Adam
  • Microsoft has made a number of assertions during the original trial and is sure to attempt to make a bunch of other assertions now.

    All the States have to do (yeah, merely) is to look at one or two of the assertions and attempt to disprove them with the source code. At that point they can call the credibility of a particular witness into doubt and impeach their entire testimony.

    Remember, the biggest complaint most of us have had is that MS has been making unsubstantiated claims about the technical merits and difficulties of certain actions. This way the States could go out and prove they're unsubstantiated.
  • by mhesseltine (541806) on Wednesday February 13, 2002 @02:22PM (#3001381) Homepage Journal
    Doesn't the existance of programs like 98lite prove that Windows can run without IE. Yes the mshtml.dll engine is left in there for programs that want to use it, but the browser itself can be purged. Why isn't this proof enough?
  • Hire old MS coders (Score:3, Interesting)

    by asv108 (141455) <alex@phatauTWAINdio.org minus author> on Wednesday February 13, 2002 @02:23PM (#3001388) Homepage Journal
    Could the states higher experts, possibly former MS employees to guide them through the code or would that be seen as a conflict of interest since the technical experts in question are former employees? There has to be a lot of people who have worked with the windows source code over the years.
  • by mrroot (543673) on Wednesday February 13, 2002 @02:24PM (#3001400)
    ...that Windows XP was really developed in Fortran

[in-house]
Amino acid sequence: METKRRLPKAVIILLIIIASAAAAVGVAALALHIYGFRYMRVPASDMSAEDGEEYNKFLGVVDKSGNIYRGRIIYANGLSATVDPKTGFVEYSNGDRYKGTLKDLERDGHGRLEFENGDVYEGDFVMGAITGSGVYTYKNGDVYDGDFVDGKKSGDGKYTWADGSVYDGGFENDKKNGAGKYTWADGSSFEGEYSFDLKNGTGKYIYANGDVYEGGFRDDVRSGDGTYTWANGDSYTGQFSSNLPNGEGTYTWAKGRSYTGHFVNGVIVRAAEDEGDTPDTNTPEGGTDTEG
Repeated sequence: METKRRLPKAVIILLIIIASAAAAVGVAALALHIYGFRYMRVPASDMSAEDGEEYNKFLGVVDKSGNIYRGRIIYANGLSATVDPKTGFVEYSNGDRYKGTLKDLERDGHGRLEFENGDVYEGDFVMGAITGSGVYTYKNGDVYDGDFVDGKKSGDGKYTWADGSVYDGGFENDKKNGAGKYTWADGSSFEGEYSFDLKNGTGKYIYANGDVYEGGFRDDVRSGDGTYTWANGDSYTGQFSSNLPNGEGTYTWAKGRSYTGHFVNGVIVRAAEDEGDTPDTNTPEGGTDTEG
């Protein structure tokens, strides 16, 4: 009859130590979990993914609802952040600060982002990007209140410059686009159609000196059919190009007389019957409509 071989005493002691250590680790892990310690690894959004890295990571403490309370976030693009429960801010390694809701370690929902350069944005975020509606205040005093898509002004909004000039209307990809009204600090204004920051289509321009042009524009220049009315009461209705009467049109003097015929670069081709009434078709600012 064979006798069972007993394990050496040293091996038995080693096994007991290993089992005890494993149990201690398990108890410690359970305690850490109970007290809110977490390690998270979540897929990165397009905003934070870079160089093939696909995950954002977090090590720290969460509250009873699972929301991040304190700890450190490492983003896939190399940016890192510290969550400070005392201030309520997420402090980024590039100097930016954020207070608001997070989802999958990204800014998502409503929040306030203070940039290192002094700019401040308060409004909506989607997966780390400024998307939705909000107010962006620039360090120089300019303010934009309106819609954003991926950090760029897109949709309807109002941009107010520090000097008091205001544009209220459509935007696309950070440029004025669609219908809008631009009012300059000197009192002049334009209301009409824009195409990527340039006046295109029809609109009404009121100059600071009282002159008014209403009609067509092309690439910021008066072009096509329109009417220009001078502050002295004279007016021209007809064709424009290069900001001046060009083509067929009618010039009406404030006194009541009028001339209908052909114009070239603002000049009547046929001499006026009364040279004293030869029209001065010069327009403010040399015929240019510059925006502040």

• by d3xt3r (527989) on Wednesday February 13, 2002 @02:24PM (#3001403)

    It should be obvious to everyone that trully removing IE from windows would break it!

    The problem with referring to Microsoft's operating system as simply "Windows" means that we mesh together the kernel and the user interface into one generic term. Would removing IE break the kernel? Of course not. UI code such as browsers does not live in the kernel. But would it break the Windows user interface? Yes.

    IE is tightly integrated into the UI. Click "My Computer", "My Documens", or open the File "Explorer" and what pops up? Why it's IE! Not, chance that url at the top that say "My Computer" to http://slashdot.org and now you're browsing Slashdot with Internet Explorer.

    It would be impossible to remove IE without breaking the user interface. And why should they remove it? It's their user interface. The same thing holds true in the KDE world. You browse your home directory guess what you're using? Konqueror! The same web browser that comes packaged with the desktop. Similar? I think so.

    The point is, I hate MS probably more than most people, but should we care that IE is tightly integrated? I think it's to the user's benefit that it is. Now whether or not Microsoft should allow the user to entirely disable IE's internet exploring abilities is another question. If I make Mozilla my default browser and I click on a link in my email, Windows will open up Mozilla. However, if I type a link into "My Computer" explorer, it just opens the link in that window (ala IE). Maybe the behavior should be to pop open Mozilla?

    Anyway, like them or not, Microsoft destructive monopoly. But should packaging a tightly integrated web browser with the user interface illegal? I think not.

  • by cr0sh (43134) on Wednesday February 13, 2002 @02:38PM (#3001533) Homepage
    We return back to this same issue - the tying of the browser to the OS. However, it seems like the real question is never asked, and an answer is never forthcoming...

    Even if it is proven that the browser could be separate, that does nothing to bring Netscape, the company (rather than the AOL subsidiary or whatever they are now), back. It does not help any stock valuing, it doesn't help investors - Netscape - the company - is dead.